Pope Francis Calls for the End of LWOP Sentences

While California still tolerates sentences of life without the possibility of parole for juveniles, and Massachusetts has ruled them out entirely, there is variation nationwide in the use of life sentences—with or without the possibility of parole—in all cases and for all people.

An interesting, multi-state report by The Sentencing Project identifies a total of 160,000 people as serving life sentences as of 2012, with 50,000 of them serving LWOP sentences; 10,000 of them serving life sentences for nonviolent offenses; and over 10,000 of them serving life sentences for conduct that occurred before they turned eighteen.

Last year, we covered a report by the American Civil Liberties Union on the status of people serving LWOP sentences for nonviolent drug and property crimes. According to that report, we are in the minority of countries known to impose LWOP sentences at all, and we are virtually alone among our peers in doing so for nonviolent offenses.

Now comes news that Pope Francis has called for the abolition of LWOP sentences. At an October 23 meeting with representatives of the International Association of Penal Law, the Pope called life in prison a hidden death penalty and noted that the Vatican had removed it from its own penal code. He also called for the end of the death penalty and touched on overcriminalization, prison conditions, solitary confinement, and other issues.

Pope Francis said criminal penalties should not apply to children at all, and he denounced a growing tendency to think that the “most varied social problems can be resolved through public punishment.”

80,000 Ghosts

John McCain wrote of his time as a prisoner of war, “It’s an awful thing, solitary. It crushes your spirit and weakens your resistance more effectively than any other form of mistreatment.”

Tomorrow night, PBS will air a Frontline documentary that looks at solitary confinement through the lens of conditions at one state prison in Maine. You can check your local channel listings here.

In the United States, we hold about 81,000 inmates in some form of isolated confinement at any given time, according to recent numbers from the Justice Department.

True, the practice may be viable or necessary in cases of serious, imminent security risks.

But if we employ the practice beyond that, we should confront the full costs of doing so, and those include the human toll exacted not just on prisoners but on their stewards as well.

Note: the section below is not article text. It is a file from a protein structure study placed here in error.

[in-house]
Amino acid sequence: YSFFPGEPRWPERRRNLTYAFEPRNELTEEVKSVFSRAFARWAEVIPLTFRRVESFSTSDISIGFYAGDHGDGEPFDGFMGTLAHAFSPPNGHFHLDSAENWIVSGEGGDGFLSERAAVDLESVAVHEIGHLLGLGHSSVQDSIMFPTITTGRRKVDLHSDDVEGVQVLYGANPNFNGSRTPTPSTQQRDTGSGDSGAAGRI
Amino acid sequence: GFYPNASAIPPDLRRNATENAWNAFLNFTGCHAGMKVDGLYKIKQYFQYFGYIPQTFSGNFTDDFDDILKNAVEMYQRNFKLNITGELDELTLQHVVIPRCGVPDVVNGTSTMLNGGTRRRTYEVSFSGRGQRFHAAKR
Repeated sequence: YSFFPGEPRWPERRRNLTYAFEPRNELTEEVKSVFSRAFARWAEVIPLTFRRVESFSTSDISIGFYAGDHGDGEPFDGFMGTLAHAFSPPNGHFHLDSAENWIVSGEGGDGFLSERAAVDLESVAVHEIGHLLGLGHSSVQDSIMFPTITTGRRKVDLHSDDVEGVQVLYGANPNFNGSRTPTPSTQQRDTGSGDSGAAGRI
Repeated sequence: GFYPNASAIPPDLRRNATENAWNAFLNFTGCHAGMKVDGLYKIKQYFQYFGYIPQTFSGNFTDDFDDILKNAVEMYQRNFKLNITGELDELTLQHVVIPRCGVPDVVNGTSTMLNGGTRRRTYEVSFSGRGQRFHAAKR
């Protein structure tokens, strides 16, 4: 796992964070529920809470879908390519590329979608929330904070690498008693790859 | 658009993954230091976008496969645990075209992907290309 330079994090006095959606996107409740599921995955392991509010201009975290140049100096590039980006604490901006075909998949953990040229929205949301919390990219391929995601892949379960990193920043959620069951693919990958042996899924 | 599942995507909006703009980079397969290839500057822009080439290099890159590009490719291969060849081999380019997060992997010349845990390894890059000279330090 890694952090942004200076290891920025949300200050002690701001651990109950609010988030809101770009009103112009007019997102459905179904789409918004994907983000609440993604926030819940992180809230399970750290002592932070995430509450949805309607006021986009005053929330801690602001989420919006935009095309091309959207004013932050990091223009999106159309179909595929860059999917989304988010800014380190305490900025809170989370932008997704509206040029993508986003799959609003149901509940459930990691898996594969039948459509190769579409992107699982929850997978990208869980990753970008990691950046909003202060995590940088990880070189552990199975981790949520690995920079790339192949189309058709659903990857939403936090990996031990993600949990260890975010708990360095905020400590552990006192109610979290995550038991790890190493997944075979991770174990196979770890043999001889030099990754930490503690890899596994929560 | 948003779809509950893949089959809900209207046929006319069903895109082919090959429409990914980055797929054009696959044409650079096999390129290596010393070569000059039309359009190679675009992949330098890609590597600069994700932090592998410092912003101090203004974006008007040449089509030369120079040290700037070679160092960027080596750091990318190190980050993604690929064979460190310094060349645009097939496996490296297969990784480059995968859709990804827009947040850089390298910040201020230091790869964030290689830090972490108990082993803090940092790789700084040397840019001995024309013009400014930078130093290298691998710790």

We should consider, for example, the opinion of the former assistant chief of mental health for Rikers Island, who wrote about her experiences in the punitive-segregation unit there.

We should recall the story of the three American hikers who were accused of spying in Iran a few years ago; one of them spent 410 days in solitary confinement, and she lived to tell about it.

We should contemplate the words of one inmate who called solitary confinement “the cruelest thing one man can do to another.”

And ask ourselves if the horrors of solitary confinement undermine its use, or when.

The Cruelest Thing One Man Can Do to Another

In 1972, Herman Wallace was an inmate in a Louisiana state prison when he and two other inmates were accused of killing a prison guard in what may have been a politically-motivated prosecution. (But that never happens, right?) By many accounts, the case against the men had problems, and last week, a federal judge reversed Wallace’s conviction, ordered him released, and granted him a new trial. By then, however, Wallace was dying of liver cancer, and he had spent the last 41 years in solitary confinement, longer than anyone in modern U.S. history. He was not the only one, though. According to the most recent statistics from the Justice Department, the United States holds about 81,000 inmates in solitary confinement at any given time.

Herman Wallace died a free man on October 4, three days after his release. He had called solitary confinement “the cruelest thing one man can do to another.” His story gives us another reason to reconsider its use, especially its long-term or indefinite use, except as necessary to combat serious, imminent security risks.

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